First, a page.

Friday, April 16, 2010

[G] This week in search 4/16/10

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Official Google Blog: This week in search 4/16/10

This is one of a regular series of posts on search experience updates. Look for the label This week in search and subscribe to the series. - Ed.

Rich Snippets for recipes
Rich Snippets are the brief annotations you see beneath search results that summarize what's on a webpage. In addition to Rich Snippets for reviews, people, video and events, this week we unveiled a new Rich Snippets format for recipes. This means that when your search results include sites with recipe content, you might see quick facts pertaining to the recipe in your search results, like preparation or cooking times, right on the search results page.

If you have a site with recipes and want to be sure Rich Snippets show up in search results for your page, check out our documentation on how to mark up recipe information as well as our general help articles on Rich Snippets. Bon appétit!

Example search: [baked ziti]

Enhancements to real-time search
This week, we launched a new feature in real-time search that gives you the ability to search and replay the public archive of tweets on Twitter. While real-time search usually focuses on what's happening now, our new feature is helpful for viewing the history of what happened in the past and how people reacted to a particular topic on Twitter. You can zoom into any point in time — from a year, to a month, to a half-hour — and "replay" tweets from as far back as February 11, 2010 (and soon, as far back as the very first tweet on March 21, 2006). To try this feature out, click “Show options” on the search results page, and then select “Updates.” You'll notice a new chart at the top of the page, where you'll be able to adjust the time range of the tweets you'd like to see. We hope you enjoy your trip down the 140-character memory lane.

Example search: [museum of modern art]

Oftentimes, there's great new content published to the web that everyone is talking about at one particular time. So, to help you find those sites, we also recently launched the top links for a set of update results, showcasing some of the top URLs that Twitter users are talking about based on a particular query. To view these links, click “Show options” on the search results page, and then select “Updates.” You'll see a list of links on the right-hand side based on your query.

Example search: [ipad]

Google Suggest and spell correction enhancements
We've recently made some enhancements that make it easier and faster for you to get the most relevant answer using Google search. We've begun to tailor Suggest to U.S. metro areas, so you'll find that the suggested queries are more locally relevant than they used to be. Try searching for [parks in], and you'll most likely see suggested search queries for parks that really are in your neck of the woods.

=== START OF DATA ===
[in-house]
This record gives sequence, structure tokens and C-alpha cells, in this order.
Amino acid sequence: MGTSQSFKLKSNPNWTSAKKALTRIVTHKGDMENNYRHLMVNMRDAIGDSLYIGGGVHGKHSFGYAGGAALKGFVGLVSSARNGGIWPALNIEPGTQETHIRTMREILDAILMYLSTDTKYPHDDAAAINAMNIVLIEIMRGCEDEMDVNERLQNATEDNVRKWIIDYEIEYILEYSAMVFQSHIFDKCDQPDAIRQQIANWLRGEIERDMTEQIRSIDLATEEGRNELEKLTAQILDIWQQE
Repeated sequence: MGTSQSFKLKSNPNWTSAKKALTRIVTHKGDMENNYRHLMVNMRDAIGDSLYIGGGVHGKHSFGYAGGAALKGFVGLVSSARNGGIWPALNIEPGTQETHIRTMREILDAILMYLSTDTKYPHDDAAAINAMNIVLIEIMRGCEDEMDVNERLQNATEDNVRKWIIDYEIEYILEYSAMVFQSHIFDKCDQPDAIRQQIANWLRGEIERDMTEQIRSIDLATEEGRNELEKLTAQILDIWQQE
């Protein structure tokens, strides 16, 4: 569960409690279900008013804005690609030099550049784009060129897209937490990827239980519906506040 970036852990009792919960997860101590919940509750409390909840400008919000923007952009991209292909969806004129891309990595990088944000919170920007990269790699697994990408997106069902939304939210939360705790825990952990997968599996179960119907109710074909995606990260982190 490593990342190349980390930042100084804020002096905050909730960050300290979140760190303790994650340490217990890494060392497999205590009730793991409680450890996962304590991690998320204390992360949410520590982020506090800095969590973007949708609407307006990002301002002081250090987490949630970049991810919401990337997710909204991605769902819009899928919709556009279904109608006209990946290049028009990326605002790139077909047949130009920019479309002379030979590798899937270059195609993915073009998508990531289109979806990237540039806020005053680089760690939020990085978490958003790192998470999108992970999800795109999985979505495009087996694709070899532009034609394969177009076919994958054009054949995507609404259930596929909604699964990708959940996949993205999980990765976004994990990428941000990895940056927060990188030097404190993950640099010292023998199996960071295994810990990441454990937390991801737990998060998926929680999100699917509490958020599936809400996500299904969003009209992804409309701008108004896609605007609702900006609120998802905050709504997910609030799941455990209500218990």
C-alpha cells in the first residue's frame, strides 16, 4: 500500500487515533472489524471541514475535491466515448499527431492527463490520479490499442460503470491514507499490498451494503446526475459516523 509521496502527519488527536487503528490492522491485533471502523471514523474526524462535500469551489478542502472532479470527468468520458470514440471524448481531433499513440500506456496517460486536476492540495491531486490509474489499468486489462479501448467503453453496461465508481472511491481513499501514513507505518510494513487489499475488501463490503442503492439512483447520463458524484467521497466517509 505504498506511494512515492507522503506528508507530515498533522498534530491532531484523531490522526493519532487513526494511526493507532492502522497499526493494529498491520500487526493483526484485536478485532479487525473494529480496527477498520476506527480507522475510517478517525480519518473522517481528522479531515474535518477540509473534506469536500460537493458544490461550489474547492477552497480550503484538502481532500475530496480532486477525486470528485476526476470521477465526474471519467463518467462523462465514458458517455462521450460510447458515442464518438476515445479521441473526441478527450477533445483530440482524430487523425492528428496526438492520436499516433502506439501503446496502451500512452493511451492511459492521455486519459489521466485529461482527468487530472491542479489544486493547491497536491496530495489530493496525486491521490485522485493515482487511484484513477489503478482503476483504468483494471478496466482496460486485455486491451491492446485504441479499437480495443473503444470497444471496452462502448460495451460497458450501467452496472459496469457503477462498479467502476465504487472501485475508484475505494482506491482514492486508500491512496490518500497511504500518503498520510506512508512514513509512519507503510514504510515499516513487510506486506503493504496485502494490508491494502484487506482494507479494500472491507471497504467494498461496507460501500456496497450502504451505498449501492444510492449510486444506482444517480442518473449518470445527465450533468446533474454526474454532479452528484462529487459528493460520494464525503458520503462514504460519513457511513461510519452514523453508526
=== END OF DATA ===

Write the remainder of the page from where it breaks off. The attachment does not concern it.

In addition, we've improved our spelling correction feature. Sometimes, when you search for something that we're highly confident you've misspelled, we'll take you directly to the search results page for the correct spelling without asking "Did you mean...?" This week, we made this feature available in 31 languages across over 180 domains across the globe. We've also made some changes to how this feature deals with misspelled names. We realized that often when you search for a person's name, you include descriptive words (say, the person's profession or company) that can provide valuable context. We use these extra descriptors to offer you better suggestions, so you should soon find this feature for names more useful.

Example search: [jordin farmer lakers]

Stay tuned for more updates next week.

Posted by Gabriel Stricker, Director, Global Communications & Public Affairs

[G] Opt-ins, opt-outs, and everything in between

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Google Public Policy Blog: Opt-ins, opt-outs, and everything in between

Posted by Christine Y. Chen, Policy Communications Manager

Earlier this week, Google’s Senior Policy Counsel Nicklas Lundblad and Policy Manager Betsy Masiello published a paper called “Opt-in dystopias” in SCRIPTed, a Journal of Law, Technology & Society.

In their paper, Nicklas and Betsy explore how forcing opt-ins for online data collection could have unintended consequences that are not beneficial for user privacy. Partially-informed opt-ins that ask for excessive data, for example, could actually be more harmful for users’ privacy than better-designed, more intuitive and granular opt outs.